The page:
While watching the TV the other night with my wife, we were dismayed at the number of commercials promoting christmas sales and gift ideas. Thanksgiving hasn’t arrived yet and the stores are filled with the gimmicky sales for the end of December. My bad attitude started rising and I could feel the dread of the whole thing in my mind. Every year I get accused of being a “Scrooge” about the nefarious holiday of christmas. Well, bah humbug indeed. 

Being raised in a good, solid, christian home, I grew up celebrating the day or season with the tree, lights, church plays, parties, and gifts. Early in our kid’s lives, my wife and I did as we had been trained to do and decorated and overspent for gifts. No matter how much we travelled, spent, or worked on lighting up the house, we quickly started thinking of how to improve things for next year. Yet I had this dull nagging thought in my mind that somehow the day was not what I imagined it to be. The christmas afterglow wasn’t all that great and the bills in January were completely deflating.

I don’t remember exactly who got me started down the road of investigating the holiday’s roots and origins, but I went to the books and computer to start reading. I immediately got frustrated in trying to defend my celebration and progressed to getting angry about being lied to. I got the same feeling I had as a kid finding out that santa wasn’t real. The realization that I was using the rituals and symbols of pagan fertility celebrations to announce the birth of the world’s Messiah broke me and after sharing with my wife and kids, we vowed to never do christmas again. My parents and siblings didn’t respond as positively and these many years later, the issue is still a bit of a problem. But I refuse to connect my Messiah with anything I believe to be a lie or false worship of idols and myths.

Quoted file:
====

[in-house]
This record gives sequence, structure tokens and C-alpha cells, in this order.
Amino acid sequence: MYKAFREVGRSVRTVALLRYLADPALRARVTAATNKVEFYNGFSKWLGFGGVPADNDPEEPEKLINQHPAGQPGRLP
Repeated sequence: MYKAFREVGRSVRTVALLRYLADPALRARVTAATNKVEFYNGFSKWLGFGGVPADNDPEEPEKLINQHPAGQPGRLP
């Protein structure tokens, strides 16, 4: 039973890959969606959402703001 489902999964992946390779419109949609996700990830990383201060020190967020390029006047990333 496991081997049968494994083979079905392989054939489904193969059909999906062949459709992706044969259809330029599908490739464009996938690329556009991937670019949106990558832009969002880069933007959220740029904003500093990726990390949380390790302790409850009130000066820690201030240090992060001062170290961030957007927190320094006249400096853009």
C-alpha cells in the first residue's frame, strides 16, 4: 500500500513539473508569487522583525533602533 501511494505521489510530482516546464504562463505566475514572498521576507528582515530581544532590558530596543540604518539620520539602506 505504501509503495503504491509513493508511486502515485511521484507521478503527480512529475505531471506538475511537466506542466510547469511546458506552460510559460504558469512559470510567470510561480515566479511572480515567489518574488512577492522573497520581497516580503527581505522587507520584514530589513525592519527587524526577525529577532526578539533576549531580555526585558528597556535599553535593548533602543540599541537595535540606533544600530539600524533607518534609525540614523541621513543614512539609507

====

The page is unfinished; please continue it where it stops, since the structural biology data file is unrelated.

That all being said, I still work in retail sales and have to assist customers making their purchases, ending the process by hearing, “merry christmas”. It is still an awkward moment for me. I don’t want to be intentionally offensive as that doesn’t open a door for me to share about Yahshuah to them, but I can’t respond in kind. I have resorted to replying, “I appreciate it” and proceed to the next sale. I know that some use the opportunity to conduct a full expose’ on the pagan origins but I have found that rarely makes for a positive end result. The door correctly opens when I’m asked if I’m ready for christmas and I can inform that I don’t celebrate the event and haven’t for years. That single moment of getting their attention enables me offer my explanation. Here is the important thing. My attitude about the event largely determines the success of my sharing. If I appear angry and resentful, I get no where. It takes a compassionate, gentle response with a smile that causes someone to pause long enough to genuinely listen. 

If you’re like me and my family, rejecting the holiday and resisting the season, I encourage to rejoice in the truth of YHWH”s Word and offer to Him thanks for the opportunity to witness of Him to others. If you’re still observing the day and season, defending your choice with, “that’s not what it means to me” or ” I’m just celebrating Jesus and giving to people I love; what’s wrong with that?”, I encourage you to look at the Scriptures and find where the Torah, Prophets, or Messianic Writings ever suggest that we observe the birth of Messiah in a party or celebration. I would ask you, “Do you celebrate the Feast Days that YHWH gave to us, where He promises to meet with us and rejoice with us?” Are you willing to ask the hard questions of yourself about the day’s origins and go to YHWH in prayer about what He thinks of the season? 

more to come in part 2.